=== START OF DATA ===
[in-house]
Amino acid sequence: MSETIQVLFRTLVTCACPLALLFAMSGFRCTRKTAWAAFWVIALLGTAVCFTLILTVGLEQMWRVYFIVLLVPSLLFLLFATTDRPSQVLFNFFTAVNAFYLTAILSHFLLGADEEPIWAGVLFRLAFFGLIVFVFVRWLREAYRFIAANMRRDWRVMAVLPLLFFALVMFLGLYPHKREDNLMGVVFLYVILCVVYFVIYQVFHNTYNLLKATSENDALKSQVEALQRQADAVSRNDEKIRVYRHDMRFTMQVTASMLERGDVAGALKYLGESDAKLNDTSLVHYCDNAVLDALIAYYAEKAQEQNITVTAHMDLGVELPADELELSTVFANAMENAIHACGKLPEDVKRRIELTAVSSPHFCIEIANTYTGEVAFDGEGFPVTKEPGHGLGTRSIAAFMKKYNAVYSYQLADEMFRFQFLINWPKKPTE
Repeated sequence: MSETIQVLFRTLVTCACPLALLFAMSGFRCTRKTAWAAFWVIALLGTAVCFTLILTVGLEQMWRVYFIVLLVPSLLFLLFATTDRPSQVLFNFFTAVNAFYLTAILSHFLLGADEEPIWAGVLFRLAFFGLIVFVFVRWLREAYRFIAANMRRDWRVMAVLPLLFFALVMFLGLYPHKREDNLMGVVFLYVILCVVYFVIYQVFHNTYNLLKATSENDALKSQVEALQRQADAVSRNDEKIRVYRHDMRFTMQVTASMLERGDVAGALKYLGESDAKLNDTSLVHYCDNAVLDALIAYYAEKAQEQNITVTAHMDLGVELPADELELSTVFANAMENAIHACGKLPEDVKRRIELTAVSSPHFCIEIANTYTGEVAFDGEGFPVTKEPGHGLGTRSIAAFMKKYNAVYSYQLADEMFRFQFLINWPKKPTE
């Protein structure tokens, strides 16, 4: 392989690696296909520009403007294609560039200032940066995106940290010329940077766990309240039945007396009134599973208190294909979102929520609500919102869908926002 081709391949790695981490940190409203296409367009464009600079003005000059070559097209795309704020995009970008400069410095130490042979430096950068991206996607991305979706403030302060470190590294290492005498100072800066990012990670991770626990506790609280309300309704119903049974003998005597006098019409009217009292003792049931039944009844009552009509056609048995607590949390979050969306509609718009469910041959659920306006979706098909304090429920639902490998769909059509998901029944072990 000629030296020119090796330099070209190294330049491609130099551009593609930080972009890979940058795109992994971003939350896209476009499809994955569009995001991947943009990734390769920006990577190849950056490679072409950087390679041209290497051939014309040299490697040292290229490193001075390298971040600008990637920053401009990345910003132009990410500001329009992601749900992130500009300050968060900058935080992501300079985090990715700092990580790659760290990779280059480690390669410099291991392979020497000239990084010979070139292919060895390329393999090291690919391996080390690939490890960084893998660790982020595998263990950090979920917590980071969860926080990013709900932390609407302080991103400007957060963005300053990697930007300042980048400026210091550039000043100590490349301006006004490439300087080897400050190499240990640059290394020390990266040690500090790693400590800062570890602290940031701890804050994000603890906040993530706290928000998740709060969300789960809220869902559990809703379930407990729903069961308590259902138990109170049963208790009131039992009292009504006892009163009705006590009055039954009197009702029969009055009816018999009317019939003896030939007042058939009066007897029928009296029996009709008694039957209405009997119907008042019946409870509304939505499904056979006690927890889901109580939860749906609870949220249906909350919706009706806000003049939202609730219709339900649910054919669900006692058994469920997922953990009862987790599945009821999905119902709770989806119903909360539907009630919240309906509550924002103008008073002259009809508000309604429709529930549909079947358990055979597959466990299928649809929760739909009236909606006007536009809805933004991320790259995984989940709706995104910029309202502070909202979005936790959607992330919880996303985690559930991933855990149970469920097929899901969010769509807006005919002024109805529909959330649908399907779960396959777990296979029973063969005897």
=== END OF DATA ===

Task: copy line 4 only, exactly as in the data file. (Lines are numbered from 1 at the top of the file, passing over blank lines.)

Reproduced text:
């Protein structure tokens, strides 16, 4: 392989690696296909520009403007294609560039200032940066995106940290010329940077766990309240039945007396009134599973208190294909979102929520609500919102869908926002 081709391949790695981490940190409203296409367009464009600079003005000059070559097209795309704020995009970008400069410095130490042979430096950068991206996607991305979706403030302060470190590294290492005498100072800066990012990670991770626990506790609280309300309704119903049974003998005597006098019409009217009292003792049931039944009844009552009509056609048995607590949390979050969306509609718009469910041959659920306006979706098909304090429920639902490998769909059509998901029944072990 000629030296020119090796330099070209190294330049491609130099551009593609930080972009890979940058795109992994971003939350896209476009499809994955569009995001991947943009990734390769920006990577190849950056490679072409950087390679041209290497051939014309040299490697040292290229490193001075390298971040600008990637920053401009990345910003132009990410500001329009992601749900992130500009300050968060900058935080992501300079985090990715700092990580790659760290990779280059480690390669410099291991392979020497000239990084010979070139292919060895390329393999090291690919391996080390690939490890960084893998660790982020595998263990950090979920917590980071969860926080990013709900932390609407302080991103400007957060963005300053990697930007300042980048400026210091550039000043100590490349301006006004490439300087080897400050190499240990640059290394020390990266040690500090790693400590800062570890602290940031701890804050994000603890906040993530706290928000998740709060969300789960809220869902559990809703379930407990729903069961308590259902138990109170049963208790009131039992009292009504006892009163009705006590009055039954009197009702029969009055009816018999009317019939003896030939007042058939009066007897029928009296029996009709008694039957209405009997119907008042019946409870509304939505499904056979006690927890889901109580939860749906609870949220249906909350919706009706806000003049939202609730219709339900649910054919669900006692058994469920997922953990009862987790599945009821999905119902709770989806119903909360539907009630919240309906509550924002103008008073002259009809508000309604429709529930549909079947358990055979597959466990299928649809929760739909009236909606006007536009809805933004991320790259995984989940709706995104910029309202502070909202979005936790959607992330919880996303985690559930991933855990149970469920097929899901969010769509807006005919002024109805529909959330649908399907779960396959777990296979029973063969005897």